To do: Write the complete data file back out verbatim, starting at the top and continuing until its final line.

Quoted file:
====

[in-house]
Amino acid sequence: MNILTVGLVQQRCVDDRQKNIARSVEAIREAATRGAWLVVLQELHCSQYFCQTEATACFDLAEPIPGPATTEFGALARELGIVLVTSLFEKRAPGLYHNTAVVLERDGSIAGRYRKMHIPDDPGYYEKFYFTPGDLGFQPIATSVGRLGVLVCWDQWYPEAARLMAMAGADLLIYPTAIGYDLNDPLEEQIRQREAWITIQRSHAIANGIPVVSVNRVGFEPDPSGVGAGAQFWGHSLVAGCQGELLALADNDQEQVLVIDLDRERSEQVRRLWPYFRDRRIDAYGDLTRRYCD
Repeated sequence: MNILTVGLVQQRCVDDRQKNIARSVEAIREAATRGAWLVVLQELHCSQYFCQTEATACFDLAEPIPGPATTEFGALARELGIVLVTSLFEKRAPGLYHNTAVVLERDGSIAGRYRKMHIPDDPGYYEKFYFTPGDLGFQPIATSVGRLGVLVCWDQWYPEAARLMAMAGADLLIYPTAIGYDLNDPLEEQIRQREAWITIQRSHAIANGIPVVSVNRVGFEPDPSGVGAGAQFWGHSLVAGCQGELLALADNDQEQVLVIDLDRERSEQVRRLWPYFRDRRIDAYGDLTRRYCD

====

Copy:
[in-house]
Amino acid sequence: MNILTVGLVQQRCVDDRQKNIARSVEAIREAATRGAWLVVLQELHCSQYFCQTEATACFDLAEPIPGPATTEFGALARELGIVLVTSLFEKRAPGLYHNTAVVLERDGSIAGRYRKMHIPDDPGYYEKFYFTPGDLGFQPIATSVGRLGVLVCWDQWYPEAARLMAMAGADLLIYPTAIGYDLNDPLEEQIRQREAWITIQRSHAIANGIPVVSVNRVGFEPDPSGVGAGAQFWGHSLVAGCQGELLALADNDQEQVLVIDLDRERSEQVRRLWPYFRDRRIDAYGDLTRRYCD
Repeated sequence: MNILTVGLVQQRCVDDRQKNIARSVEAIREAATRGAWLVVLQELHCSQYFCQTEATACFDLAEPIPGPATTEFGALARELGIVLVTSLFEKRAPGLYHNTAVVLERDGSIAGRYRKMHIPDDPGYYEKFYFTPGDLGFQPIATSVGRLGVLVCWDQWYPEAARLMAMAGADLLIYPTAIGYDLNDPLEEQIRQREAWITIQRSHAIANGIPVVSVNRVGFEPDPSGVGAGAQFWGHSLVAGCQGELLALADNDQEQVLVIDLDRERSEQVRRLWPYFRDRRIDAYGDLTRRYCD